Monday, December 17, 2007

A Return to Tradition

Jay Tolson, U.S. News & World Report (US: Washington DC)

The state of traditionalism in Islam is more difficult to capture. On one hand, more young Muslims are embracing outward symbols of their devotion—women wearing head scarves, men growing beards. Many are also more observant of the duties of the faith, whether saying the five daily prayers or fasting during Ramadan. But it is hard to say whether all of this signals a return to traditional Islam or the embrace of a highly puritanical reformist Islam associated with Wahhabi and Salafist teachings—teachings that many Islamic scholars find contrary to the deeper traditions of the faith. Indeed, Ali Gomaa, the grand mufti of Egypt, and some Islamic scholars in America argue that an informed understanding of sharia (Islamic law) is the best antidote to extremism and fundamentalism. The uncertainty, of course, is whether their views will find a wider following among contemporary Muslims.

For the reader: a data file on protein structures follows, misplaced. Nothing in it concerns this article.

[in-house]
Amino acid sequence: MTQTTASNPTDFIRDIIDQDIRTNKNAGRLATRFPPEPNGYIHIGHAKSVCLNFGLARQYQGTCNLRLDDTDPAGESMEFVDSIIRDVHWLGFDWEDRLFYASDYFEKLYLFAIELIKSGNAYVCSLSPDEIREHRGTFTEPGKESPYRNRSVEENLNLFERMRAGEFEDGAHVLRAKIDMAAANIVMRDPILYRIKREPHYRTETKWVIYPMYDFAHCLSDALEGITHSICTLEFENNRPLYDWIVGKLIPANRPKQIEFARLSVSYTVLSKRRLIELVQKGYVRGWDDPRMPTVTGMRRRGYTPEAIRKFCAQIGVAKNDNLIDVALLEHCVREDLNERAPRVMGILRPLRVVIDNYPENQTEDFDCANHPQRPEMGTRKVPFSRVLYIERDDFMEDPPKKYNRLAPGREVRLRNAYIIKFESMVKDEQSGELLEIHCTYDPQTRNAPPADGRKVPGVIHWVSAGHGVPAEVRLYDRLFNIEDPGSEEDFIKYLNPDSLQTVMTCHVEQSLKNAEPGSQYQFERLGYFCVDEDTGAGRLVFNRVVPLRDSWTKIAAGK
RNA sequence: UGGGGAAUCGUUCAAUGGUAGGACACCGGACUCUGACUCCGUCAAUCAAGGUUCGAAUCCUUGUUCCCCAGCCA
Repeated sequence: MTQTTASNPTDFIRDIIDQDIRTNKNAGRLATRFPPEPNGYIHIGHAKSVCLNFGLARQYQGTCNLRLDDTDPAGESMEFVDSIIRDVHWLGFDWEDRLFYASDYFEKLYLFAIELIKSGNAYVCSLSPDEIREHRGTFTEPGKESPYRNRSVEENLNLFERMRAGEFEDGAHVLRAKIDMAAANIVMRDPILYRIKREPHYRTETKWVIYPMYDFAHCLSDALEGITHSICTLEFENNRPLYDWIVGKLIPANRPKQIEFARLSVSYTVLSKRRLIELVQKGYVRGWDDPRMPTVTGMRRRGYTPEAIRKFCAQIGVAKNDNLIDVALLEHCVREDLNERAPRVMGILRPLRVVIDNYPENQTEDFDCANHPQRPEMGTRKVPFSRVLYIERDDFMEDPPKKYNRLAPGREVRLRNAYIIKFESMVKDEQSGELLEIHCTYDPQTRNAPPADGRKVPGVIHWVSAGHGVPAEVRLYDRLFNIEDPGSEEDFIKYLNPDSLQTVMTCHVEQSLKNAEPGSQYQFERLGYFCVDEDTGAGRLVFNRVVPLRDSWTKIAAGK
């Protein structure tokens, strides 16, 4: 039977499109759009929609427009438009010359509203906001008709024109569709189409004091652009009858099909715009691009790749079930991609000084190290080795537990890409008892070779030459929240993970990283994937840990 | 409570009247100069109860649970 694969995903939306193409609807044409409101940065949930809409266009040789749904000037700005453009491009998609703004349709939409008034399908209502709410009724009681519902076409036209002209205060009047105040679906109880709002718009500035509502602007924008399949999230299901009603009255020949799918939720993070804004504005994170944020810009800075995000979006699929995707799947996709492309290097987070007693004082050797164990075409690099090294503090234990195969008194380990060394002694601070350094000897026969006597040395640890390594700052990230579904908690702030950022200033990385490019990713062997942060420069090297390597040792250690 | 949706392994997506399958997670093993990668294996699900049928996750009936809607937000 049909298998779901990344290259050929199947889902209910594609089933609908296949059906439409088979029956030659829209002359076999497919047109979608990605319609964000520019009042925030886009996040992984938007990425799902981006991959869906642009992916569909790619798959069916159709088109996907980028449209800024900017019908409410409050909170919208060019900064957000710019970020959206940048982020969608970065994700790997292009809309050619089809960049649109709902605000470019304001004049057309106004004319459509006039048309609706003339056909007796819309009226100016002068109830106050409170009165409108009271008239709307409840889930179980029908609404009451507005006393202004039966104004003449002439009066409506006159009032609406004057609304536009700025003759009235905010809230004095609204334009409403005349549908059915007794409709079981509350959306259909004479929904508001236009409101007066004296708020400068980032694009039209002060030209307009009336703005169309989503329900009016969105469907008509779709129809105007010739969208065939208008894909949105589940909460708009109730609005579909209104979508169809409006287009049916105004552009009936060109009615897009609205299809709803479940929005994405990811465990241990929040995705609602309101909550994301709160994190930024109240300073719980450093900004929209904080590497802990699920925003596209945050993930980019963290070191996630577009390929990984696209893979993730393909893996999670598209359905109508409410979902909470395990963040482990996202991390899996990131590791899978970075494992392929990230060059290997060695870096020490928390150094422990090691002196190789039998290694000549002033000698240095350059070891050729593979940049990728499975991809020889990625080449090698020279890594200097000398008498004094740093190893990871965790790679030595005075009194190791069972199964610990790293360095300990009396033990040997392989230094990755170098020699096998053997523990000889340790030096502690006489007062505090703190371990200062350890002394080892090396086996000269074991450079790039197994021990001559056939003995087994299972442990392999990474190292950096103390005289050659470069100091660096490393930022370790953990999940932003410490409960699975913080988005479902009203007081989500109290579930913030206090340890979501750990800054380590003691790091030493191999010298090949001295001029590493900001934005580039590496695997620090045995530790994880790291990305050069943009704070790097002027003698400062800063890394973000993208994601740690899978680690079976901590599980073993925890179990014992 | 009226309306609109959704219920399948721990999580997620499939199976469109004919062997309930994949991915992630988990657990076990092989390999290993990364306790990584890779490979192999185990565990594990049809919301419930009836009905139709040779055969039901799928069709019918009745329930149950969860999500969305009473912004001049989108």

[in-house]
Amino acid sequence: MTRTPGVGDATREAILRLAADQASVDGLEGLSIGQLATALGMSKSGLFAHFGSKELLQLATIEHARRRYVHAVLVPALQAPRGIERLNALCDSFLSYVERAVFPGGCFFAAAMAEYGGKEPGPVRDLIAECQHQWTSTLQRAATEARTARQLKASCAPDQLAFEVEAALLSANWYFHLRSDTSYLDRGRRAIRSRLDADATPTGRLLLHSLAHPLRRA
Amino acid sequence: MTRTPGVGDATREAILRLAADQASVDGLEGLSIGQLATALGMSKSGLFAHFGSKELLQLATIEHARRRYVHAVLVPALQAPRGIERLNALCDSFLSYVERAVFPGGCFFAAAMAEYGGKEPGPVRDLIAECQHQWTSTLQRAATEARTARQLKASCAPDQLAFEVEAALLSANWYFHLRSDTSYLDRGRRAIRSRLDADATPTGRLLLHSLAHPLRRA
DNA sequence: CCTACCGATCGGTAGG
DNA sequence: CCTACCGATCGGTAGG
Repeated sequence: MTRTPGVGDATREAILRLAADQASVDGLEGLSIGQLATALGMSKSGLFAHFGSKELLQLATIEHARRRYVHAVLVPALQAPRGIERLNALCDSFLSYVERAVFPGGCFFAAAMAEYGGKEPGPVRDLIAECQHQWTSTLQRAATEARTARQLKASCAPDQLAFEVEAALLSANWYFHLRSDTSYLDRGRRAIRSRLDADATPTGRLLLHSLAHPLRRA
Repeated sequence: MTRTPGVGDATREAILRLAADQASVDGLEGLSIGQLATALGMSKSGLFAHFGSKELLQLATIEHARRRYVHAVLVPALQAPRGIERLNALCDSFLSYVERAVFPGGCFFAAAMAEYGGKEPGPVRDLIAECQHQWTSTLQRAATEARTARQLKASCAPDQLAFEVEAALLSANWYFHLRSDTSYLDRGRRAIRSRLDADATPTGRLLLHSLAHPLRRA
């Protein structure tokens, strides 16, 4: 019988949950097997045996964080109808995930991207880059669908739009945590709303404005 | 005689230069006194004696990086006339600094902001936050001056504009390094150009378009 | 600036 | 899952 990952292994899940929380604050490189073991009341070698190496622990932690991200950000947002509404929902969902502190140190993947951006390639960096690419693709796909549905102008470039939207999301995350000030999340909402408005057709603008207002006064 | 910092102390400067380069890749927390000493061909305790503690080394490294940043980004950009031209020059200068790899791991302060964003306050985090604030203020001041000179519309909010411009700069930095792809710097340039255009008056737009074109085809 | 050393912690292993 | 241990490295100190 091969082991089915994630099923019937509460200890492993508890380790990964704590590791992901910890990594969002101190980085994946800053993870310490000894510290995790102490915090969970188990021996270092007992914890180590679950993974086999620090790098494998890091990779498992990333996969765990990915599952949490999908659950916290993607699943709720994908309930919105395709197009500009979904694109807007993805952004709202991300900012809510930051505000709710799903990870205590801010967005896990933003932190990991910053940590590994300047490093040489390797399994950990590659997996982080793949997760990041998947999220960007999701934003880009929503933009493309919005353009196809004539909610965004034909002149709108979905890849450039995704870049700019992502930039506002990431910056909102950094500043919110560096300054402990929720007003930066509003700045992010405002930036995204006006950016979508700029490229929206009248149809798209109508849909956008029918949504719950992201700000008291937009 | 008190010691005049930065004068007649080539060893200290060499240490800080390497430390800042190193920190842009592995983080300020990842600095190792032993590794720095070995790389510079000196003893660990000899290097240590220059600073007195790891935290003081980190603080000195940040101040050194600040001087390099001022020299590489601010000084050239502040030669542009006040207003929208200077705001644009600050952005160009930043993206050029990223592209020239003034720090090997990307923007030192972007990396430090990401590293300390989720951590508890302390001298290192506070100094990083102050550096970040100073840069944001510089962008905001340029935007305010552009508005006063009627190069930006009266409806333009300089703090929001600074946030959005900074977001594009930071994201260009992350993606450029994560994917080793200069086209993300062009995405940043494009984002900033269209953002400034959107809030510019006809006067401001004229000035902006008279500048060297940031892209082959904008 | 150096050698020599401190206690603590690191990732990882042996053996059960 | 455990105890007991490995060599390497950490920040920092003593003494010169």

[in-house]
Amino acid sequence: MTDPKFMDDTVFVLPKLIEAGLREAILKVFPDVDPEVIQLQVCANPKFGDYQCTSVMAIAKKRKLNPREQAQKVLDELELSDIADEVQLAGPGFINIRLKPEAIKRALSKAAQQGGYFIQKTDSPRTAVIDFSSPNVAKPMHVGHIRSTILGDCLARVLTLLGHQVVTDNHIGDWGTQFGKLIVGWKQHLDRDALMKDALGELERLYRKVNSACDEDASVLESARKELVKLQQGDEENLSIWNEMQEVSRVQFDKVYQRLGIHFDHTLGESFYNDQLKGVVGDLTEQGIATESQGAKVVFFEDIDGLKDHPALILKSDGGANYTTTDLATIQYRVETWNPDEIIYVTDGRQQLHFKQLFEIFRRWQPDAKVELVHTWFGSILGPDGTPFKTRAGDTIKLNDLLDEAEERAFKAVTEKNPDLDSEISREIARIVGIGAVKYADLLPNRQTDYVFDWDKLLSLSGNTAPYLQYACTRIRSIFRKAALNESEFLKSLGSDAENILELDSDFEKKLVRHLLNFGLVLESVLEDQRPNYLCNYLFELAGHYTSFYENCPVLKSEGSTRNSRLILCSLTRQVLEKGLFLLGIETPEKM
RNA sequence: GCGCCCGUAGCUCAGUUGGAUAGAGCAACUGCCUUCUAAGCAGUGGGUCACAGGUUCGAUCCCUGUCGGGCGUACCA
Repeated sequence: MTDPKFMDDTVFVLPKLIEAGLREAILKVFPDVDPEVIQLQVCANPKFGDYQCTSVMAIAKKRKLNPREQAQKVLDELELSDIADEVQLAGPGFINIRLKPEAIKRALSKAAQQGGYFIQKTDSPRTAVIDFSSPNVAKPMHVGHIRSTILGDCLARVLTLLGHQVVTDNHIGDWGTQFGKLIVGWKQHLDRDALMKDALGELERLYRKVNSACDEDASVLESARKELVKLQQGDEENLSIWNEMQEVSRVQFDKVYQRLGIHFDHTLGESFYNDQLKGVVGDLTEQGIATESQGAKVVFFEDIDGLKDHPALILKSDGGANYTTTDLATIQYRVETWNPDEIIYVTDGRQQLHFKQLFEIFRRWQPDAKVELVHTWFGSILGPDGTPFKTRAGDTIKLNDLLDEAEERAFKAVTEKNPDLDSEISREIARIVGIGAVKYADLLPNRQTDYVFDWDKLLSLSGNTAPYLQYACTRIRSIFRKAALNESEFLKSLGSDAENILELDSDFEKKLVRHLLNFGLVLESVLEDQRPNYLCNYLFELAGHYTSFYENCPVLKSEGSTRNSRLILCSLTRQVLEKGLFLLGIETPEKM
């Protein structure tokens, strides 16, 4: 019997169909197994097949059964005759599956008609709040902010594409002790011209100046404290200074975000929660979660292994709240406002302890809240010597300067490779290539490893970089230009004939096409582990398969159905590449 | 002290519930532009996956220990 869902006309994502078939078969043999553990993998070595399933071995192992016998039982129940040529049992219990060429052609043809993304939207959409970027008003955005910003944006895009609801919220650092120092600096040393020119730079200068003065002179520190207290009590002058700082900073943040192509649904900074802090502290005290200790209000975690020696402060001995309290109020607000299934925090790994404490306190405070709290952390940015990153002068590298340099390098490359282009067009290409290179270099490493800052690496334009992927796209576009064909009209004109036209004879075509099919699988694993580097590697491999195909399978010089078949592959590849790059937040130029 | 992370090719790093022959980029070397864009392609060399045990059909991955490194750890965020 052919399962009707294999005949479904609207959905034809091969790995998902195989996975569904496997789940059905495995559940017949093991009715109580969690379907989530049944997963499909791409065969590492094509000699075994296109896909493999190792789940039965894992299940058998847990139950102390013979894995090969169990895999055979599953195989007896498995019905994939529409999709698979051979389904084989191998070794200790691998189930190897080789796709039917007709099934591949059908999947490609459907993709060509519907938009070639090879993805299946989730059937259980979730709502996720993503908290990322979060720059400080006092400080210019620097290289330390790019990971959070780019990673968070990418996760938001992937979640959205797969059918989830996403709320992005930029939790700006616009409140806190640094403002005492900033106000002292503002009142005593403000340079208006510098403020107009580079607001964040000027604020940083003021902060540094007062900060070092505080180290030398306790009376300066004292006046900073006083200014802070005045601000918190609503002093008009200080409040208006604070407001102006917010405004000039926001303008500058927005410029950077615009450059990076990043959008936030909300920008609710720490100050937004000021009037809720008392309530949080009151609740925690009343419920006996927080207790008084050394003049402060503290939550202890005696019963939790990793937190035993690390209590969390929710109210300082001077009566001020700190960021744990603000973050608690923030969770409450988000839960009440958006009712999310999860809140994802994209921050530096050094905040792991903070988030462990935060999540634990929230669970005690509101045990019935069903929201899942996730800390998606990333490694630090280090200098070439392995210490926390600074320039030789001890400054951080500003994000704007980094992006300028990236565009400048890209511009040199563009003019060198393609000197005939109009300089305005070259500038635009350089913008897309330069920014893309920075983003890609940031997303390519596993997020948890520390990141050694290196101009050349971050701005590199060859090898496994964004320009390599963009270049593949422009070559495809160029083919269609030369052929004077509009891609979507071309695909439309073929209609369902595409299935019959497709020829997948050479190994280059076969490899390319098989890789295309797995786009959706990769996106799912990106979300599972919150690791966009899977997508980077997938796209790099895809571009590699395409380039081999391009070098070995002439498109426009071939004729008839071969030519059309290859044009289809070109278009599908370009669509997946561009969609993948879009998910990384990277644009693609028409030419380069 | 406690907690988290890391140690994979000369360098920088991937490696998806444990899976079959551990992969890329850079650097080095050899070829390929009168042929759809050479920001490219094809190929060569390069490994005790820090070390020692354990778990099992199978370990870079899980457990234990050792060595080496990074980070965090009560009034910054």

1 comment:

Abu Daoud said...

Actually knowing shariah fosters terror.